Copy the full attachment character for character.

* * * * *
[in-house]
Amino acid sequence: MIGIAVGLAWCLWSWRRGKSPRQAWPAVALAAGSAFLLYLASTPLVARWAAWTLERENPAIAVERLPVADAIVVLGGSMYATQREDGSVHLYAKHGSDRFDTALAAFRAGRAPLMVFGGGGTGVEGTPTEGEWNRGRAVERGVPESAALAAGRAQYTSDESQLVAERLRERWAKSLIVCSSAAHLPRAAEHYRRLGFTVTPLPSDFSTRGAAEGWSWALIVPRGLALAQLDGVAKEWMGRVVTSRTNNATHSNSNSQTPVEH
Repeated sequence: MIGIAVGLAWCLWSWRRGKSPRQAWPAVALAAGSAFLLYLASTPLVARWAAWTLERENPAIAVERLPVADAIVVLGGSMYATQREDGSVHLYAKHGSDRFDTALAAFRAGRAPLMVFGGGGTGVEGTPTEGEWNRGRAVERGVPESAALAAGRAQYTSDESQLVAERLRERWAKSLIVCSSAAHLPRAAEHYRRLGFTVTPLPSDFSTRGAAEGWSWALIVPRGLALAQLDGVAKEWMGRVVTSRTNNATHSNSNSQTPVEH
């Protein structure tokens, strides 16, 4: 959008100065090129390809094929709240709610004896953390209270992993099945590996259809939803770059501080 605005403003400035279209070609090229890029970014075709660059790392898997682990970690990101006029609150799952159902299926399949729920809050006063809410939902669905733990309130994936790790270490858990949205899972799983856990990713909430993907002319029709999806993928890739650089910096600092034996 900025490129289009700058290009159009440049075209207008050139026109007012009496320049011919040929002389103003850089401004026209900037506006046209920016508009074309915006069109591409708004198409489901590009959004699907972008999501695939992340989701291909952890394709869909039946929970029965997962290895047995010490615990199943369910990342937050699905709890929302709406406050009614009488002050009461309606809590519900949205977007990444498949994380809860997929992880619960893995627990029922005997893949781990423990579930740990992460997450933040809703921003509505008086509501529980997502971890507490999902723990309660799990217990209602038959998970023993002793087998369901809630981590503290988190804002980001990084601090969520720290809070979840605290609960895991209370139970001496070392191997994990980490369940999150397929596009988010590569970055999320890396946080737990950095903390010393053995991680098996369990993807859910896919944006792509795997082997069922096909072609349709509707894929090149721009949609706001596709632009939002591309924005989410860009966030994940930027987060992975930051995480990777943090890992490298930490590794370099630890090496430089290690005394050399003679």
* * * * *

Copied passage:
[in-house]
Amino acid sequence: MIGIAVGLAWCLWSWRRGKSPRQAWPAVALAAGSAFLLYLASTPLVARWAAWTLERENPAIAVERLPVADAIVVLGGSMYATQREDGSVHLYAKHGSDRFDTALAAFRAGRAPLMVFGGGGTGVEGTPTEGEWNRGRAVERGVPESAALAAGRAQYTSDESQLVAERLRERWAKSLIVCSSAAHLPRAAEHYRRLGFTVTPLPSDFSTRGAAEGWSWALIVPRGLALAQLDGVAKEWMGRVVTSRTNNATHSNSNSQTPVEH
Repeated sequence: MIGIAVGLAWCLWSWRRGKSPRQAWPAVALAAGSAFLLYLASTPLVARWAAWTLERENPAIAVERLPVADAIVVLGGSMYATQREDGSVHLYAKHGSDRFDTALAAFRAGRAPLMVFGGGGTGVEGTPTEGEWNRGRAVERGVPESAALAAGRAQYTSDESQLVAERLRERWAKSLIVCSSAAHLPRAAEHYRRLGFTVTPLPSDFSTRGAAEGWSWALIVPRGLALAQLDGVAKEWMGRVVTSRTNNATHSNSNSQTPVEH
């Protein structure tokens, strides 16, 4: 959008100065090129390809094929709240709610004896953390209270992993099945590996259809939803770059501080 605005403003400035279209070609090229890029970014075709660059790392898997682990970690990101006029609150799952159902299926399949729920809050006063809410939902669905733990309130994936790790270490858990949205899972799983856990990713909430993907002319029709999806993928890739650089910096600092034996 900025490129289009700058290009159009440049075209207008050139026109007012009496320049011919040929002389103003850089401004026209900037506006046209920016508009074309915006069109591409708004198409489901590009959004699907972008999501695939992340989701291909952890394709869909039946929970029965997962290895047995010490615990199943369910990342937050699905709890929302709406406050009614009488002050009461309606809590519900949205977007990444498949994380809860997929992880619960893995627990029922005997893949781990423990579930740990992460997450933040809703921003509505008086509501529980997502971890507490999902723990309660799990217990209602038959998970023993002793087998369901809630981590503290988190804002980001990084601090969520720290809070979840605290609960895991209370139970001496070392191997994990980490369940999150397929596009988010590569970055999320890396946080737990950095903390010393053995991680098996369990993807859910896919944006792509795997082997069922096909072609349709509707894929090149721009949609706001596709632009939002591309924005989410860009966030994940930027987060992975930051995480990777943090890992490298930490590794370099630890090496430089290690005394050399003679």